(p.28) Like other descriptions of colonized subjects’ attempts to adopt European clothing, the way in which Nénufar adopts (or fails to adopt) European fashion rehearses three of the civilizing mission’s central narratives: first, that the colonized subject desires assimilation; second, that it is the colonizer’s responsibility to anticipate colonial subjects’ needs; and third, that any attempt on the part of the colonized subject to adopt European civilization can only ever be mimetic. The song’s lyrics mock Nénufar’s attempt to conform to European fashion norms: ‘Pour être élégant / c’est aux pieds qu’il mettait ses gants’ (To be elegant / he wore his gloves on his feet).22 This equation between elegance and European fashion underscores that Nénufar desires to acquire European culture at all costs.23
Similar parallels can be found in other colonial visual and musical works. For instance, in the song ‘Joli Chapeau’ (‘Beautiful Hat’, 1952) the protagonist describes (in petit-nègre)24 how he traded all of his pearls ‘contre un joli chapeau / A gentil Monsieur blanc qui venait par bateau’ (for a beautiful hat / From nice white Mister that came by boat).25 Just as the gloves symbolize elegance for Nénufar, the hat signifies assimilation for the protagonist of ‘Joli Chapeau’. In fact, the narrator in ‘Joli Chapeau’ boasts that his new hat accords him prestige within his society: ‘Chapeau, ça me fait distinction, / Bell’ fill’s ne regard’nt plus que moi, / Les Chefs me font génuflexions’ (Hat, it makes me distinction / Beautiful ladies look only at me, / Chiefs grovel before me).26 One also thinks of the panel from Tintin au Congo (published, like Nénufar, in 1931) where two Congolese men fight over a European straw hat.27 Tintin immediately stops the fight and devises an ingenious solution to the problem: he cuts the hat in two and presents the brim to one and the crown to the other. While the Congolese individuals are pleased with this outcome, remarking in petit-nègre ‘Li Blanc li très juste! […] Li donné à chacun la moitié du chapeau!’ (White man very fair. Him give half hat to each one!), the comic draws attention to the absurdity of this solution, since the hat is no longer functional for either man.28 In the European imaginary, symbols of assimilation—even when no longer useful—garner respect within African communities.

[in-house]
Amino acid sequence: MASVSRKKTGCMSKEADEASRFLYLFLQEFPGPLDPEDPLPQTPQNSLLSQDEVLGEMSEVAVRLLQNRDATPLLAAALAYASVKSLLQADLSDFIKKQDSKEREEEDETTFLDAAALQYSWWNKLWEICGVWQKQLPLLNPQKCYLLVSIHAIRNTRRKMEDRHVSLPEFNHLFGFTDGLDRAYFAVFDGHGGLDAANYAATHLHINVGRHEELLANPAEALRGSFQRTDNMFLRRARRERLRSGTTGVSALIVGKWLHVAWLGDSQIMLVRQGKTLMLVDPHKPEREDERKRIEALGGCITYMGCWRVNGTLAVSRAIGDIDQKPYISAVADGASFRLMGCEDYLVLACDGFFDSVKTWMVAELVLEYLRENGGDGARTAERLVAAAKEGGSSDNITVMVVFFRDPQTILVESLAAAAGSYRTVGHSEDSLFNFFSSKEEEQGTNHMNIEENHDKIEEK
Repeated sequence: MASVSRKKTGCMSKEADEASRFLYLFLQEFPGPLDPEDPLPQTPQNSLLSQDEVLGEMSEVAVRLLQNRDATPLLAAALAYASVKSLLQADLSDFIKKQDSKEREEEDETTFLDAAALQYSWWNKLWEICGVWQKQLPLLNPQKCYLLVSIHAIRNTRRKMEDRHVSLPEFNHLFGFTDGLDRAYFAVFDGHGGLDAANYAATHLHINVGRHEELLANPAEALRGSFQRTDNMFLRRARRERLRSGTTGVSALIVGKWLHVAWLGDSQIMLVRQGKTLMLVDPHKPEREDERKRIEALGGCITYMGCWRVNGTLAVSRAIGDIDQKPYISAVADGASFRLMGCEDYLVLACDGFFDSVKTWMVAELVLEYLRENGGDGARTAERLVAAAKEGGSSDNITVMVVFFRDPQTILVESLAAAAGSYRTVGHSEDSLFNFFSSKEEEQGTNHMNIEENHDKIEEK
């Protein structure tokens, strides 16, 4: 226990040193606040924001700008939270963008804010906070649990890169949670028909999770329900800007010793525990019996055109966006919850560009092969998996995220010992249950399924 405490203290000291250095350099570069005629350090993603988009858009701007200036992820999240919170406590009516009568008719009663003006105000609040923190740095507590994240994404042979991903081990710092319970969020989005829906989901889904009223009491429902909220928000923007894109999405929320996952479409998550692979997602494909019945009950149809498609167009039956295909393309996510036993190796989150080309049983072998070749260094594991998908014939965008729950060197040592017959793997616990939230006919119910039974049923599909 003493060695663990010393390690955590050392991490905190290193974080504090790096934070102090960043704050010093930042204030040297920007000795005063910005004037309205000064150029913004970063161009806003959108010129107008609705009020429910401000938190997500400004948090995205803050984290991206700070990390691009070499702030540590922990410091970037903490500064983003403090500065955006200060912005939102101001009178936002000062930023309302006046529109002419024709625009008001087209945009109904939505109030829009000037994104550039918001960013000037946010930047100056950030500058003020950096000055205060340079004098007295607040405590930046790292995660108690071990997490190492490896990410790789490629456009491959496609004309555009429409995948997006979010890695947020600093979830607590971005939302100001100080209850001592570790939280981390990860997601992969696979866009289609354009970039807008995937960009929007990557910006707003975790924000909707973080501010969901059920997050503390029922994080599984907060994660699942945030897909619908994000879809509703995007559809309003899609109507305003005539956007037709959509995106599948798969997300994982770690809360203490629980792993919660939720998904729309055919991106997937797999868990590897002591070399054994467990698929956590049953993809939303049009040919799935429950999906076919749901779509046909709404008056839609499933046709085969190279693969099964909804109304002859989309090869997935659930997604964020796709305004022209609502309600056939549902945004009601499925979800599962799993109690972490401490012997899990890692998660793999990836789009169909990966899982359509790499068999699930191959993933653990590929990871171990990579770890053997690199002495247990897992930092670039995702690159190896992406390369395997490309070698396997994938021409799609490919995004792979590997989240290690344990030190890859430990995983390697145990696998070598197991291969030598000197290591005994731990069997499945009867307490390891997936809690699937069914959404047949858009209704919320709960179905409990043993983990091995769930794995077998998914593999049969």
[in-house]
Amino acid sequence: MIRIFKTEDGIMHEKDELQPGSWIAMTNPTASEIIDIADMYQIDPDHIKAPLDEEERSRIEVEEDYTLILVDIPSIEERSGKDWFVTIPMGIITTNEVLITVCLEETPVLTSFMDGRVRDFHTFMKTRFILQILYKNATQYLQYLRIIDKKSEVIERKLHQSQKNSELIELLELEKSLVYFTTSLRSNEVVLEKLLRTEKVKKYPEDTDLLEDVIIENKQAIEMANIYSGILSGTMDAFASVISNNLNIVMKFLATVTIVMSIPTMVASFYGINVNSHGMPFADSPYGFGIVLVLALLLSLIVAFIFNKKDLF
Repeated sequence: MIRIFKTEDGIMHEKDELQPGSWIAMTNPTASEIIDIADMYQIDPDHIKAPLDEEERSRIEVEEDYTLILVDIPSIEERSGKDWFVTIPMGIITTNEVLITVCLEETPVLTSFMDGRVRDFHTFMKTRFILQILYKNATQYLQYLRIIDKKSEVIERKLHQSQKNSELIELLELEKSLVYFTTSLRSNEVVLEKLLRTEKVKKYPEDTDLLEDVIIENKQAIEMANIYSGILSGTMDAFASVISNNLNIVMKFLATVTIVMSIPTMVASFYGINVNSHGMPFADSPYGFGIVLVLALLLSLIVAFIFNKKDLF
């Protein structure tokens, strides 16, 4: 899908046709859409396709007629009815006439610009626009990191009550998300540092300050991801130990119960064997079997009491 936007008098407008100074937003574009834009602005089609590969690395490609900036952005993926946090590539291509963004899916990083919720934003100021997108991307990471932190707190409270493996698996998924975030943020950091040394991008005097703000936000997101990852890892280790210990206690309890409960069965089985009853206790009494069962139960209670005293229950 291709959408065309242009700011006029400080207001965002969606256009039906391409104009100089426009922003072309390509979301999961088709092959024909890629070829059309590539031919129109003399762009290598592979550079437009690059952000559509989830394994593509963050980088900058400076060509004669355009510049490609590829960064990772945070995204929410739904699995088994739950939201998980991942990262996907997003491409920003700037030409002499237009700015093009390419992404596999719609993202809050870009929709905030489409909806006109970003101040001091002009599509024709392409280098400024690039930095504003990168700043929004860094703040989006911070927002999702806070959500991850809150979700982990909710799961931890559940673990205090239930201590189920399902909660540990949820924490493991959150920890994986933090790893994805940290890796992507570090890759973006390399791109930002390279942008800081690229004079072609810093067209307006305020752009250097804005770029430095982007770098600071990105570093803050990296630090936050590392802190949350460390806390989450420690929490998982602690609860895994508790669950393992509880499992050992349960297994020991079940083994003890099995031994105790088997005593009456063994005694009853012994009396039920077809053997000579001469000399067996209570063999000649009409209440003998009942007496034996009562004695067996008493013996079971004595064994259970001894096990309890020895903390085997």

Second, Nénufar’s clothing positions the French civilizing mission as generous. The description of how Nénufar obtains his clothing offered in Les Enfants de France makes explicit the connection between clothing and the gift of civilization (through colonization): ‘ce sont des cadeaux que lui ont fait des explorateurs qui ont traversé son pays’ (they are gifts given to him by the explorers who crossed his country).29 A similar (p.29) narrative is also rehearsed in another children’s publication contemporaneous with the ‘Nénufar’ comics: Jean de Brunhoff’s L’Histoire de Babar, le petit éléphant (1931).30 When Babar first arrives in the European-style town, he immediately remarks the fashion of European men and, though he does not understand where or how to obtain such clothing, nevertheless aspires to wear such fine garments himself. The Old Lady who witnesses the scene recognizes this desire without Babar having to express it verbally. Anticipating the colonized subject’s wish, the Old Lady gives Babar her purse, which he uses to purchase a new wardrobe. These gifts of clothing in both Babar and ‘Nénufar’ place the colonized subject in the role of grateful recipient—a position Nénufar acknowledges when he offers flowers to his young French readers (Figure 1).